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Associate Professor NAKANO Tamami at the Dynamic Brain Network Laboratory, Graduate School of Frontier Biosciences, Osaka University and Richard J. Wiseman, a professor at University of Hertfordshire in the UK and well-known magician, clarified that during a magic trick, a magician used techniques for doing magic tricks timed to spontaneous eye-blinks synchronized across participants.

It is known that magicians do magic tricks by using a method of misdirection of attention, a method for distracting the attention of an audience that is focused on one thing by manipulating their minds through words and movements and by taking advantage of visual and audio effects.

Research by Professor Nakano and others had shown that the blinks of participants were significantly synchronized at implicit breaks of information on the scene while viewing videos and the activity of the brain responsible for external attention momentarily decreased following blink onset. It had been found that participants’ attention to a magic trick was temporarily relaxed when the blinks synchronized across participants.

Under the hypothesis that relaxation of attention is used for magic tricks, this group examined the timing of participants’ eye-blinks while they were watching a magic show.

In experiments, 20 people including OU students and staff watched a 2-minute coin magic video in which a famous American magician produced coins from various places. This group examined the timing of participants’ eye-blinks using a far-red light camera. As a result, it was found that the blinking of participants watching the magic trick occurred at a synchronized timing with an interval of 0.15 seconds.

Furthermore, while they were watching the magic trick in which coins came out from the magician’s hand one after another, participants’ eye-blinks were suppressed and just after the trick was over, at the timing when the eye-blinks of participants were significantly synchronized, the magician was taking action for the following trick.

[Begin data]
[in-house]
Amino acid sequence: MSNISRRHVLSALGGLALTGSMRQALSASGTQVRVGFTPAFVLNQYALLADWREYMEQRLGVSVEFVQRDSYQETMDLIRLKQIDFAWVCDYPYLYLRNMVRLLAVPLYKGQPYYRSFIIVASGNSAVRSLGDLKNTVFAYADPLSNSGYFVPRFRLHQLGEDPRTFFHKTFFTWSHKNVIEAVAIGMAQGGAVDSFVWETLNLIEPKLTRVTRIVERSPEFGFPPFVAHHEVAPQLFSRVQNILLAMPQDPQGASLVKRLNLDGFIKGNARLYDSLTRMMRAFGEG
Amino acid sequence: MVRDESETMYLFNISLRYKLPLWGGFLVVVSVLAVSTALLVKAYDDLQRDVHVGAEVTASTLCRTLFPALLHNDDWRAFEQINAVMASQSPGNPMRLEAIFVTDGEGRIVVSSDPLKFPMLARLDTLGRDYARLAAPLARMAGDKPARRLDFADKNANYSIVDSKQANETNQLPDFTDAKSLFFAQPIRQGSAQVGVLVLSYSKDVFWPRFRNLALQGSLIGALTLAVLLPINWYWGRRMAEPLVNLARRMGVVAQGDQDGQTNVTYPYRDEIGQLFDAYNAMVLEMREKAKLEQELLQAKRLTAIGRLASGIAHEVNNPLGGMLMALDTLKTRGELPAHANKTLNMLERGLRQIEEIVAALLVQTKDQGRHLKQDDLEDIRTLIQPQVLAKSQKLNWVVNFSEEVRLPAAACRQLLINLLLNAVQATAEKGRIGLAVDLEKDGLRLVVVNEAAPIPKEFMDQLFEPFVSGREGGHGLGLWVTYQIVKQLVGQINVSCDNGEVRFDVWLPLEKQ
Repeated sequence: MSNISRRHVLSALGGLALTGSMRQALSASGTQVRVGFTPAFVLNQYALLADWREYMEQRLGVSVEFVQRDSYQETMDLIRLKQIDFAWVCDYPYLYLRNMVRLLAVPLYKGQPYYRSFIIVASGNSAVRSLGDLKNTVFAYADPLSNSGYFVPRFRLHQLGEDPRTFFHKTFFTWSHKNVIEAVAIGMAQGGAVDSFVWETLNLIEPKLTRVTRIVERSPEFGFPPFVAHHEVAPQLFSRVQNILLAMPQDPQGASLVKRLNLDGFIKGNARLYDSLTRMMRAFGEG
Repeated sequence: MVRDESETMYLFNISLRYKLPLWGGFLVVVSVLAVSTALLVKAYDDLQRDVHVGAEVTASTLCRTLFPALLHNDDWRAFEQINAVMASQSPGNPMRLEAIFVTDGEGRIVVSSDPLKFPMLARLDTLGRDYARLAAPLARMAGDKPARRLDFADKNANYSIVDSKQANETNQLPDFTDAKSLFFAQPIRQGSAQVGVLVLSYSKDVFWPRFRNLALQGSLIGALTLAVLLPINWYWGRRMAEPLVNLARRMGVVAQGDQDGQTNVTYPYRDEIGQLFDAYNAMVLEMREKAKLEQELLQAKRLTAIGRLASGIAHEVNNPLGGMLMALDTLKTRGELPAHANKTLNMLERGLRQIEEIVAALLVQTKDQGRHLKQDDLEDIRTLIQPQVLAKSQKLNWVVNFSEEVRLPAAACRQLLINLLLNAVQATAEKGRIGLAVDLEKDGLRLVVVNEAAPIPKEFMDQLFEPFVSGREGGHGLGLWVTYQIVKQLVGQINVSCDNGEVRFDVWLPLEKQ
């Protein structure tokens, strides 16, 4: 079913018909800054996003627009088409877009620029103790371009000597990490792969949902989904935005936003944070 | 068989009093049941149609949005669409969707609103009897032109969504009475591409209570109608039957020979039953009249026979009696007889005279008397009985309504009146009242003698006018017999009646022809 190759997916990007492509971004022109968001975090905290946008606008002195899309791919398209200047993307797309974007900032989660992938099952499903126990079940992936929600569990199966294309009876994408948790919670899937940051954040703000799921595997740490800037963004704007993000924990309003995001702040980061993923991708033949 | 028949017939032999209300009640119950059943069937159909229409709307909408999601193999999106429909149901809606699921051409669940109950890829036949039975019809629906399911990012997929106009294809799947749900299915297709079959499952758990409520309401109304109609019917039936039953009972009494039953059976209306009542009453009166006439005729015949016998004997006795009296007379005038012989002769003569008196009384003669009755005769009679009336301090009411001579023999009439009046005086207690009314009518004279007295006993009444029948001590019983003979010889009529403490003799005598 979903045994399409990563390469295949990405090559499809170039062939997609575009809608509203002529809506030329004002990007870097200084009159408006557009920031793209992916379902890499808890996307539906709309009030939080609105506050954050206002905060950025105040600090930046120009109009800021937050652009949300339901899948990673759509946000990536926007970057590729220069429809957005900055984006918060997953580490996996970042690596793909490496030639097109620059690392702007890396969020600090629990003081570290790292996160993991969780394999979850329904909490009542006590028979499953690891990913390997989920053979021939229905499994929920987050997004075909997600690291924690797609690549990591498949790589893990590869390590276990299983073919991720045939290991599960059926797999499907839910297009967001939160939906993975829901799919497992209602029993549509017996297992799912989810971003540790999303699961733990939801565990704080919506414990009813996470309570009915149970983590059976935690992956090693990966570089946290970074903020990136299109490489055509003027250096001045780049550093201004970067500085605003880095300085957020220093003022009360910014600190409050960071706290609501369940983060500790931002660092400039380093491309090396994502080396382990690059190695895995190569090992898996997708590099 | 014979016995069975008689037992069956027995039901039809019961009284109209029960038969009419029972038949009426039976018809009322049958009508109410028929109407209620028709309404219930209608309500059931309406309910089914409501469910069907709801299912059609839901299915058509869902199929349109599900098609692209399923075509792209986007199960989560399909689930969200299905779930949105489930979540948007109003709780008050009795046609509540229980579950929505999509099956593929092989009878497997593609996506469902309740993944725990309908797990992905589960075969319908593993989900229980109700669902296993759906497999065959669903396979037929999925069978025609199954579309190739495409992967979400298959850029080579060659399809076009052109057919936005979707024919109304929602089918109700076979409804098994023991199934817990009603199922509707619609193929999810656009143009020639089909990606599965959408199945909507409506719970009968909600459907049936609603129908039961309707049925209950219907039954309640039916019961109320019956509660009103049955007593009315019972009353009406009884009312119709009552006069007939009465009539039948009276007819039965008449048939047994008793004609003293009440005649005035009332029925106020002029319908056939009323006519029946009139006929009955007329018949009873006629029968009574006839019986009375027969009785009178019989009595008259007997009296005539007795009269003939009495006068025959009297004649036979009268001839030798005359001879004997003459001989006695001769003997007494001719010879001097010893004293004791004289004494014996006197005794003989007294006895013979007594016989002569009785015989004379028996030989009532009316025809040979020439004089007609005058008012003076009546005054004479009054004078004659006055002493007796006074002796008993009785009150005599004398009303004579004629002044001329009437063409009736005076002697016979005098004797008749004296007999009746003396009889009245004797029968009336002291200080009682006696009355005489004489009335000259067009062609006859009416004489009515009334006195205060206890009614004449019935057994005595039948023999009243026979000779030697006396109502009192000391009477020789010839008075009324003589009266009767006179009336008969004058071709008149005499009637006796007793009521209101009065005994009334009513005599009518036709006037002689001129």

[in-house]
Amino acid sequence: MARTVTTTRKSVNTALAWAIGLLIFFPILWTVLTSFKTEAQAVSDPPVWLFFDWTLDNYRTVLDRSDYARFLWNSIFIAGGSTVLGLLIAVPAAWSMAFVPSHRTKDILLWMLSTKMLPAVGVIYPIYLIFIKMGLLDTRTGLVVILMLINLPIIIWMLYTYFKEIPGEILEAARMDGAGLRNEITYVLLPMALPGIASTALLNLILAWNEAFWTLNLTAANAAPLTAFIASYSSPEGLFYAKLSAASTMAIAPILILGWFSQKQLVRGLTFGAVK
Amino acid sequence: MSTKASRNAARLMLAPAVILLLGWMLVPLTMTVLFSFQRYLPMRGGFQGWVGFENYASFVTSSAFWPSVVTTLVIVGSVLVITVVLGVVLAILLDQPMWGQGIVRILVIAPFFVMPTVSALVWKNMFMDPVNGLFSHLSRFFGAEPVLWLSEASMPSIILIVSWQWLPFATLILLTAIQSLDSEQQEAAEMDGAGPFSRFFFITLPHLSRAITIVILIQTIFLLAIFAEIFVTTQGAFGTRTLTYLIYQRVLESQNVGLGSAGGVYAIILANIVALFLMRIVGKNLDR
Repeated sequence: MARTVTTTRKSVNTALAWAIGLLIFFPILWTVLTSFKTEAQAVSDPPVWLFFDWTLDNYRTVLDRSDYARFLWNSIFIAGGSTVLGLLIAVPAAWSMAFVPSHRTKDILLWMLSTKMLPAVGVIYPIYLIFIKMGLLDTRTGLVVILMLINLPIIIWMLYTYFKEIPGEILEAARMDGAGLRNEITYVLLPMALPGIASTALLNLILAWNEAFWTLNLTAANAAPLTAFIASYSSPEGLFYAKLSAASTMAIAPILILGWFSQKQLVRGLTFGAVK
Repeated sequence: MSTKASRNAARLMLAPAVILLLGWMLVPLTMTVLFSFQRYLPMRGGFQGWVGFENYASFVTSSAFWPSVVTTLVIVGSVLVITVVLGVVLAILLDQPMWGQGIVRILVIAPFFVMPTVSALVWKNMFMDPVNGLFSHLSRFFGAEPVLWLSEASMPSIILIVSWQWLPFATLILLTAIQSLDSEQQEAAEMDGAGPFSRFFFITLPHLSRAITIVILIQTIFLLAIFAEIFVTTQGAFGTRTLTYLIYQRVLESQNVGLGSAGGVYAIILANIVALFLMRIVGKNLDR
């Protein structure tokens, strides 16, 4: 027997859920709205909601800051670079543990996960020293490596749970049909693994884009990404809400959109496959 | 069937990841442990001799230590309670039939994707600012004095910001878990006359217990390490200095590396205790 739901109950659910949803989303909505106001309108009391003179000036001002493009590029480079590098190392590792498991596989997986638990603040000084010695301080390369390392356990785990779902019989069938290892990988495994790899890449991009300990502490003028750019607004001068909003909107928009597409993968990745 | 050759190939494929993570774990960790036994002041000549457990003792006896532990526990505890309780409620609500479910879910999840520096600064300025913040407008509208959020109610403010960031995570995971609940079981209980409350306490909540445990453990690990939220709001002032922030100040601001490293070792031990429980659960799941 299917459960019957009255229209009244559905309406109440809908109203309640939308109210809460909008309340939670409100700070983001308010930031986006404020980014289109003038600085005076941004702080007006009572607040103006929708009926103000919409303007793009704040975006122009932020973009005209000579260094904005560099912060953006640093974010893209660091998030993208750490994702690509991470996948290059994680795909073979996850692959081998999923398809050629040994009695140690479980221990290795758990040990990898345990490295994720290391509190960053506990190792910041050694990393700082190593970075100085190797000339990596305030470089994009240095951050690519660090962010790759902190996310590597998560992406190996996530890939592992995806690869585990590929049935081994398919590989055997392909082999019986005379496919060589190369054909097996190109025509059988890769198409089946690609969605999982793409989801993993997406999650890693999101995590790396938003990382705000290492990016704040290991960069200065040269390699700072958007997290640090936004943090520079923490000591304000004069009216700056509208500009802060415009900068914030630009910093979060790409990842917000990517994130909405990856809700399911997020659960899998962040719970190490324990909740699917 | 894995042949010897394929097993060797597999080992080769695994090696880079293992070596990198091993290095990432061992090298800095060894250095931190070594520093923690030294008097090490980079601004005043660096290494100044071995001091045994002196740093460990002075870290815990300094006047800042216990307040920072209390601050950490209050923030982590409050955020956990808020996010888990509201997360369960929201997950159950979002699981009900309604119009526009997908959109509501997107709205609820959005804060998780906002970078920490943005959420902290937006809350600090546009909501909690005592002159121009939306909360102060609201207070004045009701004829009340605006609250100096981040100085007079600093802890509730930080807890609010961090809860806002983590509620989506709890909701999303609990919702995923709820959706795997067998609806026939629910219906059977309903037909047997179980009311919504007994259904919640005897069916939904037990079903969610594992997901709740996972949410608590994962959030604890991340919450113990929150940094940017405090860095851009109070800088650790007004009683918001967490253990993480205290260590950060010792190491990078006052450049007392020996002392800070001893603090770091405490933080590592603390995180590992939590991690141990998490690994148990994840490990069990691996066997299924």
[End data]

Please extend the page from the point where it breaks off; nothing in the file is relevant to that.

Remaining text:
This group’s research verified that magicians are taking action for the following trick at the moment when the audience’s attention is relaxed by manipulating the timing of participants’ eye-blinks.

By examining the timing of synchronized blinks of participants during a video viewing based on this group’s research results, it will become possible to use these findings for developing more attractive films and assessing people’s degree of interest about films.

Magicians use several techniques to deceive their audiences, including, for example, the misdirection of attention and verbal suggestion.  We explored another potential stratagem, namely the relaxation of externalized attention. Participants watched a video of a highly skilled magician whilst having their eye-blinks recorded.  The timing of spontaneous eye-blinks was highly synchronized across participants. In addition, the synchronized blinks frequency occurred immediately after a seemingly impossible feat, and often coincided with actions that the magician wanted to conceal from the audience.  Given that blinking is associated with the relaxation of externalized attention, these findings suggest that blinking plays an important role in the perception of magic, and that magicians may utilize blinking and the relaxation of externalized attention to hide certain secret actions.

A far-red light camera is used for detecting eye-blinks of a test subject watching a magic trick video

To learn more about this research, please view the full research report entitled "Blink and you’ll miss it: the role of blinking in the perception of magic tricks" at this page of the PeerJ website.

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